Crime and Punishment in 1799

In honor of the upcoming release of Hudson’s Kill, the riveting sequel to The Devil’s Half Mile, we’re revisiting author Paddy Hirsch’s blog post about crime and punishment in 1799.

Hudson’s Kill hits shelves on September 17.

New York in 1799 wasn’t exactly a civilized haven: murder, corruption, gangs, and general chaos were just a part of daily life. The constitution was only twenty years old, and the Bill of Rights, including the prohibition against cruel and unusual punishment, was only ratified in 1791. So what happened if you got caught committing a crime? Some of that depended on how much money you had, or if you were unlucky enough to end up in Bridewell Prison. Of course, there was always the chance of escape…

Paddy Hirsch provides some information on what life might look like for a criminal at the end of the eighteenth century in New York City.

Written by Paddy Hirsch

  • The city had three prisons. The New Gaol was reserved as a debtors’ prison, and stood just north of the Common, on the south eastern edge of what is now City Hall Park. The Bridewell Prison was located on the north west edge of the same piece of ground, along Broadway. A new State Prison, known as the Newgate, was situated up the Hudson, in Greenwich.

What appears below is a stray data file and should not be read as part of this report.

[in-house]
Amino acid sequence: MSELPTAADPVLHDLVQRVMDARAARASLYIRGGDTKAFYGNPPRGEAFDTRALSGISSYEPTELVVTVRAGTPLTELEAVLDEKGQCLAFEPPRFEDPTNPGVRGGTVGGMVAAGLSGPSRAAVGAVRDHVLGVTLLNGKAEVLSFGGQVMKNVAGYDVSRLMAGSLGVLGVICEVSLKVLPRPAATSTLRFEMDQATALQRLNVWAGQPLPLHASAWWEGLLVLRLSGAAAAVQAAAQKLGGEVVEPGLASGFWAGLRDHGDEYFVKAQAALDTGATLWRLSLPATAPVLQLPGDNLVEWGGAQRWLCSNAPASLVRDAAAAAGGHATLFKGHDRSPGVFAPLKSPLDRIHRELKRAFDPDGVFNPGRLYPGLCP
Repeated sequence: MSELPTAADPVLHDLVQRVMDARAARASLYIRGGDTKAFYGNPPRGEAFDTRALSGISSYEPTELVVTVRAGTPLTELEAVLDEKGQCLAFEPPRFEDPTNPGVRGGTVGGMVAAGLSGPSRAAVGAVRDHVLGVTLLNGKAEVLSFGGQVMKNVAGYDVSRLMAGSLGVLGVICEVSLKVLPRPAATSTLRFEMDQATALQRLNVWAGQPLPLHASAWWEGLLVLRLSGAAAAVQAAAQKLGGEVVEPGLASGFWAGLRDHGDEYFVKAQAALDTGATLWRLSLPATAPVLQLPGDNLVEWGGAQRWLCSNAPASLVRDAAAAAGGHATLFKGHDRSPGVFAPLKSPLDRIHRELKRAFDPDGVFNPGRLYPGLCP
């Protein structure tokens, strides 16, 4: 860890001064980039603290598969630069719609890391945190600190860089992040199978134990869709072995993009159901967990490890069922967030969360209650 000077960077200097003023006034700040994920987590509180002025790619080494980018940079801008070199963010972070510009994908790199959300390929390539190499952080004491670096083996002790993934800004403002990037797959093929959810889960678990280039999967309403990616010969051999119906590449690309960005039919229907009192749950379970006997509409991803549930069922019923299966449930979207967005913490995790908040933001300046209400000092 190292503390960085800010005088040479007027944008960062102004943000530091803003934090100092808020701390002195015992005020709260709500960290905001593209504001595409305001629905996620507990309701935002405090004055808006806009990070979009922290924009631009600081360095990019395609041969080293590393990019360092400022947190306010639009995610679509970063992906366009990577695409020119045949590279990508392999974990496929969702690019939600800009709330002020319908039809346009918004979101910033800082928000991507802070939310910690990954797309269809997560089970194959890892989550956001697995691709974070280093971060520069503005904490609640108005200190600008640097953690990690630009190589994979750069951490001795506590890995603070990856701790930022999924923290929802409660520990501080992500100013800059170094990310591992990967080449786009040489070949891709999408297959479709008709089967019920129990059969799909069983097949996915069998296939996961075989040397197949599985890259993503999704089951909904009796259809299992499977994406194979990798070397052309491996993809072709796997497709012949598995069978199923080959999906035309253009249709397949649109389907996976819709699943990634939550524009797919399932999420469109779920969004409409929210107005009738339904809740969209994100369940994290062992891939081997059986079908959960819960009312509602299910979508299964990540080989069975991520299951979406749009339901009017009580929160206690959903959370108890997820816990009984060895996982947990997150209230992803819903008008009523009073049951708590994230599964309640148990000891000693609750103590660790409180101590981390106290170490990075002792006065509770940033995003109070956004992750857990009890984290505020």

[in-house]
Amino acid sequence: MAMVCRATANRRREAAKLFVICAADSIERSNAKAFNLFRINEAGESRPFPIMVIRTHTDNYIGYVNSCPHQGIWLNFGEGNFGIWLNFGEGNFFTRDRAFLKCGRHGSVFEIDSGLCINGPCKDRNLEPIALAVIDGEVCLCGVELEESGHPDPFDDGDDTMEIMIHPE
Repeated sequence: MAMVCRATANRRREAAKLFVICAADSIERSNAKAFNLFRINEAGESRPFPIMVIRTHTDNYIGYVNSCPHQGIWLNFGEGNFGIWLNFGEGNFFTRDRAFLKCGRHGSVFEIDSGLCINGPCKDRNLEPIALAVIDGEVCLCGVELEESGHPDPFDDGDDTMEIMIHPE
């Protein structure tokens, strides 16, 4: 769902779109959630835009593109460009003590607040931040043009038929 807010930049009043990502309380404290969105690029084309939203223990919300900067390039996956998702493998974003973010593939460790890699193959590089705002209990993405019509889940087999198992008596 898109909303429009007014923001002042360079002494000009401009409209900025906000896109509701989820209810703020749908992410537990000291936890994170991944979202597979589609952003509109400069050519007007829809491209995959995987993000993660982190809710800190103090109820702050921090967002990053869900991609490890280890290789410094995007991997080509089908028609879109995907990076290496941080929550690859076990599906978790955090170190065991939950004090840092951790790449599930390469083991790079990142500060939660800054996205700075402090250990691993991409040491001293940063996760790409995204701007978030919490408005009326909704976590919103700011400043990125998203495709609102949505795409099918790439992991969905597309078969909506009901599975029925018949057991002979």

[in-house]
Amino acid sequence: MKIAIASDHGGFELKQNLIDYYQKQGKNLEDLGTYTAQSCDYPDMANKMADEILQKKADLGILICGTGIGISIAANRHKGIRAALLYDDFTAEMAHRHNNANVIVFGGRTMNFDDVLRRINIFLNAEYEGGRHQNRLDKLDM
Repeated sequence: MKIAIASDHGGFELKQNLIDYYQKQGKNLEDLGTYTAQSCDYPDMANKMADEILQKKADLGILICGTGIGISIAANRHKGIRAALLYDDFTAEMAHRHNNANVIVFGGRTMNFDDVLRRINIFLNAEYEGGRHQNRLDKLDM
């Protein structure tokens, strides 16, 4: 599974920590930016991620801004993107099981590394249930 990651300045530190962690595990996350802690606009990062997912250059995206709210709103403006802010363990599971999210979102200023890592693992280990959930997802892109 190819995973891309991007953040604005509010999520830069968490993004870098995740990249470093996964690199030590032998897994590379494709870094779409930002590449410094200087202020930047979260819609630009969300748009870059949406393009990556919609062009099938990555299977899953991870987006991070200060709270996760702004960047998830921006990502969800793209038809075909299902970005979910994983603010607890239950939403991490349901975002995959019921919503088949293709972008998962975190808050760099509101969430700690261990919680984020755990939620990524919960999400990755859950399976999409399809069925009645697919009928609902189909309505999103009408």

• The Bridewell Prison was notorious for having no windows. Imprisonment in the Bridewell was considered tantamount to a death sentence, which is why Aaron Burr fled New York after his duel with Alexander Hamilton, fearing he might be incarcerated there.
  • The debtors’ prison was essentially self-governed. The inmates lived in wildly different conditions, depending on how much support they could expect from family and friends. Some lived in the cellars in filth and misery, while others had comfortable rooms on the upper floors, and even servants.
  • On the afternoon Thursday June 13, New York was shaken by reports of a prison break from Newgate. A group of 50 or 60 convicts employed as shoemakers “seized upon their keepers” and made “a most daring attempt” to escape from the state prison. The attempt started well, but “they were soon discovered by the guards and fired upon, wounding several, and the rest gave up.” The would-be escapees were locked up, but three or four days later, seven of them managed to get out “under the cover off the darkness and storm.” The Gazette reported, “They were naked when they left the prison walls behind them.”

Order Your Copy

amazon bn booksamillion indiebound

 Follow Paddy Hirsch online on Twitter and his website, as well as his writing at Marketplace.